(Report) Reply

  • (6/24/2014 5:14:00 PM)

    Report mid=5677582
    this poem is terrible Already Reported Reply

  • (6/18/2014 11:40:00 AM)


    ............oh this piece is so imaginative....a red wheelbarrow definitely means someone is going to do some work..... (Report) Reply

  • (4/1/2014 3:56:00 PM)

    Report mid=5677582
    Very good imigery... almost haiku like..I studied this poem in college many years ago and its image has always stayed with me...it's true it gives many meanings to the readers but the poet could have had many ideas, too...many of these poems have a secret meaning..does only the poet know the truth? That's the beauty of writing abstract poetry...the space between the words...and the solid picture defines..we see what we want to see and feel as we want... Already Reported Reply

  • (2/27/2014 7:34:00 PM)


    We had an assignment just recently in my english class for this poem. We had to take the image painted by Williams and create a story around it. It was purely inventive, and despite the consistent image, no two stories were alike. I think that's the real point of this poem, and imagist poetry in general. Even all writing in general, come to think of it. Sure, it may be about something specific, or it may mean something particular to the writer. That will always be a thing. But what is important is that it means something to the reader, and moreso that it means something different to every reader. So I think the utter abstractness of this poem is because we are supposed to give it our own meaning. We are supposed to make it our own. (Report) Reply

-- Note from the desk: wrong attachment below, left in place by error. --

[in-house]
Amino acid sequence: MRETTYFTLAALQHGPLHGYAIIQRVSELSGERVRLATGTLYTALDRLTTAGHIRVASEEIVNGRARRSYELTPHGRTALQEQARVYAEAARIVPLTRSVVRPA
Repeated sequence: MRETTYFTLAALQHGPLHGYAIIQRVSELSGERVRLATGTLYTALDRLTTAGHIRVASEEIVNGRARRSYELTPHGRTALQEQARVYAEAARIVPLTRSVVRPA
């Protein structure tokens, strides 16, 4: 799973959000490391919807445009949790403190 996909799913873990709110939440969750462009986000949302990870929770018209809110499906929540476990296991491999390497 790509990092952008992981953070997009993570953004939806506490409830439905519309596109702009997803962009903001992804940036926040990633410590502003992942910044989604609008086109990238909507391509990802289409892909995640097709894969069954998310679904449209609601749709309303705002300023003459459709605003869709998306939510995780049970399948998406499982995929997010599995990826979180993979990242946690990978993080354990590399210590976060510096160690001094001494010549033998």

• (2/16/2014 2:30:00 PM)

    Report mid=5677582
    lol lol lol lol lol lol lol lol Already Reported Reply

  • (1/7/2014 9:23:00 PM)


    Possible, Billy. However, W.C Williams had a child who was ill. As he sat in the child's room, he could look out the window and see a red wheelbarrow in the yard. As the child's condition worsened, he convinced himself that if the child could only get well enough to walk from his bed to the wheelbarrow without help, he would be okay...